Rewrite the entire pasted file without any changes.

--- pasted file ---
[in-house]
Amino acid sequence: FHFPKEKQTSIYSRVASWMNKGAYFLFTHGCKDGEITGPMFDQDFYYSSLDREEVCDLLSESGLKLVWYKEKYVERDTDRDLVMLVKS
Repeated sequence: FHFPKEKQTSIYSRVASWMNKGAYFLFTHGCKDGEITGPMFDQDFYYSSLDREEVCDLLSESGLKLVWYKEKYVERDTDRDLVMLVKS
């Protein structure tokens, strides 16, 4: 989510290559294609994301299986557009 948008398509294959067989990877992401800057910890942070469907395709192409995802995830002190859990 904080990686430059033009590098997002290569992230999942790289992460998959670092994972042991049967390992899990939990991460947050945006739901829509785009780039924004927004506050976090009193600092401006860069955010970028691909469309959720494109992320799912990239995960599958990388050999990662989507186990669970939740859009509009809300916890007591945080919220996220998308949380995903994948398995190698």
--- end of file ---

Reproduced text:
[in-house]
Amino acid sequence: FHFPKEKQTSIYSRVASWMNKGAYFLFTHGCKDGEITGPMFDQDFYYSSLDREEVCDLLSESGLKLVWYKEKYVERDTDRDLVMLVKS
Repeated sequence: FHFPKEKQTSIYSRVASWMNKGAYFLFTHGCKDGEITGPMFDQDFYYSSLDREEVCDLLSESGLKLVWYKEKYVERDTDRDLVMLVKS
């Protein structure tokens, strides 16, 4: 989510290559294609994301299986557009 948008398509294959067989990877992401800057910890942070469907395709192409995802995830002190859990 904080990686430059033009590098997002290569992230999942790289992460998959670092994972042991049967390992899990939990991460947050945006739901829509785009780039924004927004506050976090009193600092401006860069955010970028691909469309959720494109992320799912990239995960599958990388050999990662989507186990669970939740859009509009809300916890007591945080919220996220998308949380995903994948398995190698």